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Ten Points to Get a Better Start on Your Book

Master Mash Ups

1. Figure out your top 10 signature stories and then get a friend you can tell them to who has a digital recorder or use a site FreeConference.com to get your stories out by phone and use their recording feature.

2. Look up five stories that are wonderful examples for what you are espousing in your writing. For example, think “The Tipping Point” by Gladwell and his first chapter on the ride of Paul Revere. See if there is some awesome story in history that hasn’t been told recently that you can use as what could be what I refer to as your “Cornerstone Story.”

3. Take these stories and then look at other books that are similar to yours that are ranked 10,000 or less (which means they are selling more — from 1 – 10,000 on Amazon). Note the number of chapters these top authors created, the number of pages, the titles of the chapters. Then look at both the good and the bad reviews.

View the lowest ranked books first as this will help you not get caught up in feeling intimidated to the point you don’t write your book because you don’t think you can achieve the same five-star accolades. If you read the lower-ranked reviews, first, you will feel more inspired. Trust me on this one.

4. Take note of the categories the books you are viewing are in so that you can create Google Alerts that will help you track what are the top subjects people are writing about and reading about in your area of interest.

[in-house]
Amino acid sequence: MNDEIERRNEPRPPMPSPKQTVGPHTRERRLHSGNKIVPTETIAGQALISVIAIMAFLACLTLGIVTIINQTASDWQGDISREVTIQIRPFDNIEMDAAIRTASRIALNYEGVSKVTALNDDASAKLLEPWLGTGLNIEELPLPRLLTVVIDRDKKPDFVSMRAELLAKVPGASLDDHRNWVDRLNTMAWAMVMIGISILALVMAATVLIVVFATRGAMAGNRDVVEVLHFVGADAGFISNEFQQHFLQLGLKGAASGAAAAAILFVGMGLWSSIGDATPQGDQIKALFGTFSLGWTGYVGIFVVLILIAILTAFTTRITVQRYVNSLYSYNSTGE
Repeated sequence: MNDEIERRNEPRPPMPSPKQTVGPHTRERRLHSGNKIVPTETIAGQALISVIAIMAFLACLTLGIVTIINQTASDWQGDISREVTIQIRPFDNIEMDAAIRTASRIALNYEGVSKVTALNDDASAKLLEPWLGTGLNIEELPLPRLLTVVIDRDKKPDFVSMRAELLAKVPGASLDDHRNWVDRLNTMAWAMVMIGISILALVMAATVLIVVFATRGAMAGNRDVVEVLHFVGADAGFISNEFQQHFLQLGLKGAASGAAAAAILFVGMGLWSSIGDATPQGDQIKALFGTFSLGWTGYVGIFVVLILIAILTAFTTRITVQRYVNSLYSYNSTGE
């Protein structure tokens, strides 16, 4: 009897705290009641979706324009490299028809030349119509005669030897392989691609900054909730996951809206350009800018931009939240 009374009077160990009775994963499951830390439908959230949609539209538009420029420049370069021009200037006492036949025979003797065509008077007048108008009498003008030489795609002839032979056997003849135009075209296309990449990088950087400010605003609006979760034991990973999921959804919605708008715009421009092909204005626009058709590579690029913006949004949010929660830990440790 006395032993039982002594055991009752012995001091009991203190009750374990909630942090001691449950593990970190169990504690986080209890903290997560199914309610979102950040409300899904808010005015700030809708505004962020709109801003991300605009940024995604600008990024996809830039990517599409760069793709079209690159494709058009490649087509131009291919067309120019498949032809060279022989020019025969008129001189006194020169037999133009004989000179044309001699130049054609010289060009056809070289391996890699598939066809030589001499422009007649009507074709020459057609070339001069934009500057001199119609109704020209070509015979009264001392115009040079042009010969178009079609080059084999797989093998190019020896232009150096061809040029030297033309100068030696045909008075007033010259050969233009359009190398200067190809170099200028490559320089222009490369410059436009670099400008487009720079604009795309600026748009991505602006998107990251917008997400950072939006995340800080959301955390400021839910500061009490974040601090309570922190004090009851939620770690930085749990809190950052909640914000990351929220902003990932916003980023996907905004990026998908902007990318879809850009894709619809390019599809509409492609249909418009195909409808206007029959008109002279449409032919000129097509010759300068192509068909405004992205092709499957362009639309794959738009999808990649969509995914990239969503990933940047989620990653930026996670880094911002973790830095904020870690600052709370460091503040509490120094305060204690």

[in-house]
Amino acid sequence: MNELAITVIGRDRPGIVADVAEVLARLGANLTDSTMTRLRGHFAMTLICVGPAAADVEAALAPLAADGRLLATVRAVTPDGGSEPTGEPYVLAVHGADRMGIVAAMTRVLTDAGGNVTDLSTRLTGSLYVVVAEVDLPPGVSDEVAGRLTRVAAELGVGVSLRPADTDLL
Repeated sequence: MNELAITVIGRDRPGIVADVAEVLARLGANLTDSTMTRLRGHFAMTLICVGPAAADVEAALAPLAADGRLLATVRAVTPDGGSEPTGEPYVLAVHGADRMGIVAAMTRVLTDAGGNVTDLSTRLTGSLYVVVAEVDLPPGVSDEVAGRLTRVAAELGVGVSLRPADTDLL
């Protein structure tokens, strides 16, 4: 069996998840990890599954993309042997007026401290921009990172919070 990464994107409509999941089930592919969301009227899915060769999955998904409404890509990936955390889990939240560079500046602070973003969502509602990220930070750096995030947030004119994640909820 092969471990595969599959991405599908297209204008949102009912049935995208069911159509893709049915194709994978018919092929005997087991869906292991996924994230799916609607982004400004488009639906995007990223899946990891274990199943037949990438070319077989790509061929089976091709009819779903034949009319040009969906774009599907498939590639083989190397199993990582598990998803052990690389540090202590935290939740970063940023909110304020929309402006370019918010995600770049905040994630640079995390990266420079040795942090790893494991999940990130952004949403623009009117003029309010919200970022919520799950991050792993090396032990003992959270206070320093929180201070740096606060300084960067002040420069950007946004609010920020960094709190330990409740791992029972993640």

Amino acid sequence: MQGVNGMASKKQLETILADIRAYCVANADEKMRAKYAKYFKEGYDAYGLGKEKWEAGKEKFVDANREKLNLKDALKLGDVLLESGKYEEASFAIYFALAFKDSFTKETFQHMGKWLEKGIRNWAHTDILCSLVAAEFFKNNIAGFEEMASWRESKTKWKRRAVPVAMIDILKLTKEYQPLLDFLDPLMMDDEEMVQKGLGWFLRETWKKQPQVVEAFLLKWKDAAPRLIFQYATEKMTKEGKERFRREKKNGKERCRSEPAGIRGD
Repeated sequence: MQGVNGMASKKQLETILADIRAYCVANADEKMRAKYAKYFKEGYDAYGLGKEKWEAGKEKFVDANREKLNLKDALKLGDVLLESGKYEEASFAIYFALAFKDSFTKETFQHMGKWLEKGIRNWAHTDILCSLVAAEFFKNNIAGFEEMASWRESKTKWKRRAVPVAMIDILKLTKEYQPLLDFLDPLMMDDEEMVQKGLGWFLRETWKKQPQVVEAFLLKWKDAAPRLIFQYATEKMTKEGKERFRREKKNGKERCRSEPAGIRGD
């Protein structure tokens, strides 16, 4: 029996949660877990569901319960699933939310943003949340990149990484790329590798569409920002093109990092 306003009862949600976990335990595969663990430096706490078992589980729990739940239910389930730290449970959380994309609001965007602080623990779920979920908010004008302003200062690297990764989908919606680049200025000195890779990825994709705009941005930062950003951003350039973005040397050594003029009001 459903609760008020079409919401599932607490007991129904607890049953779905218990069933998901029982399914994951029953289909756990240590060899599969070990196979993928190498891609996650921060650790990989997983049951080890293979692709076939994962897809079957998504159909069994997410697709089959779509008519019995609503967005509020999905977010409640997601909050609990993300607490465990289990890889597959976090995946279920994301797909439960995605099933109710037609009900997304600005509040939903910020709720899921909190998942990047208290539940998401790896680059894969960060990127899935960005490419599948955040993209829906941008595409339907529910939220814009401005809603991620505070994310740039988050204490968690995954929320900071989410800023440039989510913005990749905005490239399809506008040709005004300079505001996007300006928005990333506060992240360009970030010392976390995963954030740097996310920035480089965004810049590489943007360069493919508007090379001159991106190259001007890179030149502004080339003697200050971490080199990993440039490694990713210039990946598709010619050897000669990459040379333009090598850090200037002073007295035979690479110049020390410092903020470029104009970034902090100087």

5. Build your writing acumen by writing first thing in the morning even just for 10 minutes about your topic. This will help you develop your unique voice.

6. Check out sites like HARO – Help a Reporter Out, to gather up some great stories you can either add to your book or

7. Make sure you create a great cover.

8. Always have two or more editors go through your copy–the first editor should be a developmental editor or a ghostwriter who can look at your content for meaning, clarity, organization, style, polish and impact. Then always get a final editor for those nasty grammatical errors all writers have to pay attention to prior to typesetting.

9. I believe you should have your book professionally typeset. It makes a huge difference.

10. Have someone not from your inner circle write your back cover marketing copy. I do use a lot of different writers for my marketing copy. Then I add to it. It’s much, much easier this way.

Bonus: Get someone to help you–a book coach who has been through the ropes before.

Melissa G Wilson

Melissa has been a leader in the book writing, publishing and marketing arena for the past two decades. To date, she has helped more than 100 thought leaders write, publish and market their books. Her clients include executives such as Dan Weinfurter a seven-time Inc 500 winner and Orlando Ashford, President of Holland Cruise Lines.

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